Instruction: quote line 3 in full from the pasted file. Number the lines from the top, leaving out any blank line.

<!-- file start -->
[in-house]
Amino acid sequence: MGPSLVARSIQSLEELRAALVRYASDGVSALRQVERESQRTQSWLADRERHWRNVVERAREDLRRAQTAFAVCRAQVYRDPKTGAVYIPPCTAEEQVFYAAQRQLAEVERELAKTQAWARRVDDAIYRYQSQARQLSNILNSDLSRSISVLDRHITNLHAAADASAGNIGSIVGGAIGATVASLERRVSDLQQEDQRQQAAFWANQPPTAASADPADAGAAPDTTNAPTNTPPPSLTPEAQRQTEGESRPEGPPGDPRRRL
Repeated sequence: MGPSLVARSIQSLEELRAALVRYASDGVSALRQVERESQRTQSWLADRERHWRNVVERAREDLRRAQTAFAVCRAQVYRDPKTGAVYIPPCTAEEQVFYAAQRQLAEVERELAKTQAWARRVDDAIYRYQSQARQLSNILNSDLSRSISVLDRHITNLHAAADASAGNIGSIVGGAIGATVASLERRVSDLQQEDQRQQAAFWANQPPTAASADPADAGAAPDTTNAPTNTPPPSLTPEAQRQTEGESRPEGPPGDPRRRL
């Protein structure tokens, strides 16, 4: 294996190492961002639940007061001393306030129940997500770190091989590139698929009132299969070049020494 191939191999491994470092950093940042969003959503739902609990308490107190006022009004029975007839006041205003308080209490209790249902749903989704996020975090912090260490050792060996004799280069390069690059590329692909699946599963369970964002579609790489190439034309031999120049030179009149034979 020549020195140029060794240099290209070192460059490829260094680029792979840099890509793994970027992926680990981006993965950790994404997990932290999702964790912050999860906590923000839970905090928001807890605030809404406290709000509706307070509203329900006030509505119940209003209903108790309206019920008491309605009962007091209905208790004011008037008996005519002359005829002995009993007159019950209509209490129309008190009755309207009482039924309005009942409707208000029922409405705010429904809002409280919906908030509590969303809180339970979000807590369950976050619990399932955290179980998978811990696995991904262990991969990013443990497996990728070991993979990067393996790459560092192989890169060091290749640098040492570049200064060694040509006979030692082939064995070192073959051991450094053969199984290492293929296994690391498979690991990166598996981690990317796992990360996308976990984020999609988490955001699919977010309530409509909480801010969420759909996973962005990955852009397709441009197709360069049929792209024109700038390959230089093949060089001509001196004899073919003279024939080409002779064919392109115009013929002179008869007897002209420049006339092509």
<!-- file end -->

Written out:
Repeated sequence: MGPSLVARSIQSLEELRAALVRYASDGVSALRQVERESQRTQSWLADRERHWRNVVERAREDLRRAQTAFAVCRAQVYRDPKTGAVYIPPCTAEEQVFYAAQRQLAEVERELAKTQAWARRVDDAIYRYQSQARQLSNILNSDLSRSISVLDRHITNLHAAADASAGNIGSIVGGAIGATVASLERRVSDLQQEDQRQQAAFWANQPPTAASADPADAGAAPDTTNAPTNTPPPSLTPEAQRQTEGESRPEGPPGDPRRRL